Long before barbaric tribes ventured into Northern Eärwa, the Nonmen battled for the survival of their own advanced and waning civilization. Known to themselves as ji'cûnû roi or "the People of Dawn," the Nonmen proved culturally, psychologically and biologically distinct from lesser breeds of humanity. You might even call them monstrous.
Physically taller and stronger than their human kin, the Nonmen never abandoned the use of caves as a form of shelter and therefore evolved both culturally and physically for lives centered in subterranean environments. As such, like so many natural-world troglophiles*, they lost both pigment and body hair in their buried mansions.
Nonmen dental physiology is also rather distinct in that they boast an upper and lower shelf of fused teeth rather than individual teeth. The details of this peculiar array are scant, but a few possible natural-world parallels present themselves. The mouth of a ray boasts tooth bands and puffer fish feature single "tooth plates" in either jaw -- though a fish hardly seems the proper parallel for a highly-evolved hominid. We see specialized fused rows of teeth (AKA toothcombs) in such mammals as the lemur, but it's hard to equate this with the Nonman smile.
Elephant dentition, however, presents a more attractive parallel. Pachyderms are polyphyodonts rather than diphyodont, meaning they cycle through teeth their entire life rather than depending on two sets. Long ridges of teeth move from back-to-front along upper and lower jaws, slowly wearing into a shelf at the front as the roots are absorbed. Nonmen teeth may function in a similar fashion. In fact, the teeth of Sranc (a debased weapons-race engineered from Nonmen stock by the unholy Inchori) are described as "small, curved combs of enamel with three pairs of roots to a tooth."
Nonman culture is rather cold and alien in comparison to those shared by Eärwa's human population, and nothing typifies this quite like the Nonman inability to "see" paintings. They instead depend exclusively on complex, multilayered high relief carvings.
While some commentators have attributed this aesthetic quirk to monochromatic vision, I think a more likely interpretation can be found in agnosia, a rare neural disorder that disrupts the ability to process sensory information.
Agnosia includes such specific stimuli transmission-scrambling conditions as prosopagnosia (face blindness) and phonagnosia (voice blindness). But there are also cases of agnosia that relate directly to the cognitive experience of music -- as well as various forms of visual information. Consider the 1978 case of an artist who, following an accident, developed an inability "to identify single objects on visual presentation, and displayed marked difficulty in interpreting complex objects, depicted scenes, and partially occluded figures." He could still recognize geometric forms, perceive optical illusions and copy designs -- could in fact utilize many of his artistic skills -- but his post-injury work exhibited an "over-elaboration of detail."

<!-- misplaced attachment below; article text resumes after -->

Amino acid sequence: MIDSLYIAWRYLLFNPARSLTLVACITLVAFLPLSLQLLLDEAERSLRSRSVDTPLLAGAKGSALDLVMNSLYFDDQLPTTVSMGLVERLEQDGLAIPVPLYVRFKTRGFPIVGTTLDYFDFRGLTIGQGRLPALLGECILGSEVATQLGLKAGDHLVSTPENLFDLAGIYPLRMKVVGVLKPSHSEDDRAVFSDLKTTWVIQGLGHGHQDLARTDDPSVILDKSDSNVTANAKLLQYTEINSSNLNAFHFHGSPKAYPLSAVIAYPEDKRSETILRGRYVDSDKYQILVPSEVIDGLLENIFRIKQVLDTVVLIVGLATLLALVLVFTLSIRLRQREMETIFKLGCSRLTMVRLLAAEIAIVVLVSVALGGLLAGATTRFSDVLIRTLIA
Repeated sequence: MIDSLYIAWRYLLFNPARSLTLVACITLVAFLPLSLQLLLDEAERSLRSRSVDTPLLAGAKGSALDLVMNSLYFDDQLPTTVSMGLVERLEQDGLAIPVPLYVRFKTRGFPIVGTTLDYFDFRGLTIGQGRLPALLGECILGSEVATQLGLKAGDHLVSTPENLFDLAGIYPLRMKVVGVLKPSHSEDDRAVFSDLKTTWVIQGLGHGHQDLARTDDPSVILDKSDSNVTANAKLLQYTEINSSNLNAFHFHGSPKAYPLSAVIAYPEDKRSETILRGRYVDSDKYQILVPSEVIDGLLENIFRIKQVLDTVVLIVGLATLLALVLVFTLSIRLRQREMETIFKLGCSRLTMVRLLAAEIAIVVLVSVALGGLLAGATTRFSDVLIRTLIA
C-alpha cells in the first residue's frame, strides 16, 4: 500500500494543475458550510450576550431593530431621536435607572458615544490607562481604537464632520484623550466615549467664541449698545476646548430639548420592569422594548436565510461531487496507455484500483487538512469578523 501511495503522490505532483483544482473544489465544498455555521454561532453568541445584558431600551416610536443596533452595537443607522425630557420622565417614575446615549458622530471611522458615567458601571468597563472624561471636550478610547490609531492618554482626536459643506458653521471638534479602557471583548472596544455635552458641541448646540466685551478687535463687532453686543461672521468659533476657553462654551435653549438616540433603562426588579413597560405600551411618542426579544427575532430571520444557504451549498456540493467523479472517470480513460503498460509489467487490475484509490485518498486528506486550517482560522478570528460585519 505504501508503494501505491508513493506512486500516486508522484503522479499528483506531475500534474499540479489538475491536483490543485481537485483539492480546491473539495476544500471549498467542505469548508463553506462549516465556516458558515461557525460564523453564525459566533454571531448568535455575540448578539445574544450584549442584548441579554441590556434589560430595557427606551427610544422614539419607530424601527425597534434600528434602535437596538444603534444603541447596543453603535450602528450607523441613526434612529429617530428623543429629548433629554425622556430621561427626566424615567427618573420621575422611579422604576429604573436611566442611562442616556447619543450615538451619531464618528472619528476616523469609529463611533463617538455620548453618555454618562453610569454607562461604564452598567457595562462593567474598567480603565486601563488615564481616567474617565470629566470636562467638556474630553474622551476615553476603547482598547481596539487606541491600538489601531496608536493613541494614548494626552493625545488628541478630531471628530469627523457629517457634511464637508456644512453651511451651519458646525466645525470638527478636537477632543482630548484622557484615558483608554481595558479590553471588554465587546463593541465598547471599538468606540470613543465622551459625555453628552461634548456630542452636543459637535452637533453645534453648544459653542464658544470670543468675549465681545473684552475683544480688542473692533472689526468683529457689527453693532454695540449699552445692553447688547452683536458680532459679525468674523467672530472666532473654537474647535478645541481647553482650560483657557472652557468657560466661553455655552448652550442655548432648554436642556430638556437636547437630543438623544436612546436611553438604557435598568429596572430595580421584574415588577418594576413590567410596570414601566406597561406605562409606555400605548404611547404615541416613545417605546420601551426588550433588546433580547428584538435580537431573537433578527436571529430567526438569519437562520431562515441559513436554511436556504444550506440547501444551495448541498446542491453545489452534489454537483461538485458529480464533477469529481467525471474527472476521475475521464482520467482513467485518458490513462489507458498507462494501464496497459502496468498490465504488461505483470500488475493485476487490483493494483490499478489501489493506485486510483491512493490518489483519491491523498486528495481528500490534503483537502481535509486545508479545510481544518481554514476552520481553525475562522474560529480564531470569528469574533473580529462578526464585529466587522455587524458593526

Based on descriptions of Nonman carvings and the architecture, I think "over-elaboration of detail" is very much in keeping with their aesthetic tendencies. Just as agnosia forces us to recognize our tenuous and subjective cognitive grasp of reality, it also forces us to realize that a different sort of ascendant hominid might reside in a slightly different visual world.
2018 UPDATE: I actually had the chance to ask Bakker about this in one of our 2017 interviews with him (embedded at the bottom of this page). Here's what he had to say:
Of course, the greatest mystery of Nonman physiology is the biological immortality granted them by the alien Inchori **-- a gift that also accompanied the "womb plague" (AKA Nasamorgas or "death of birth") responsible for the death of all Nonmen women and children. The secrets of this gift remain the sole property of the Consult, that cabal of Inchori, Nonman and human sorcerers committed to undying freedom from divine judgement.
* Troglophiles are cave-dwellers that complete their life cycles in a cave, but also thrive above ground. Trogloxenes use caves for shelters but don't complete their life cycles there. Given their cultural ascension and functional extinction, it's hard to say which category truly suits the Nonmen. See my post on the Crawlers of "The Descent" for more.
** In some cases, this also results in vastly increased height.
Monster of the Week is a - you guessed it - regular look at the denizens is of our monster-haunted world. Sometimes we'll focus on the cultural aspects, but mostly we'll look at the possible science behind a creature of myth, movie or legend. Be sure to explore the Monster Gallery as well as the Monster Science video series.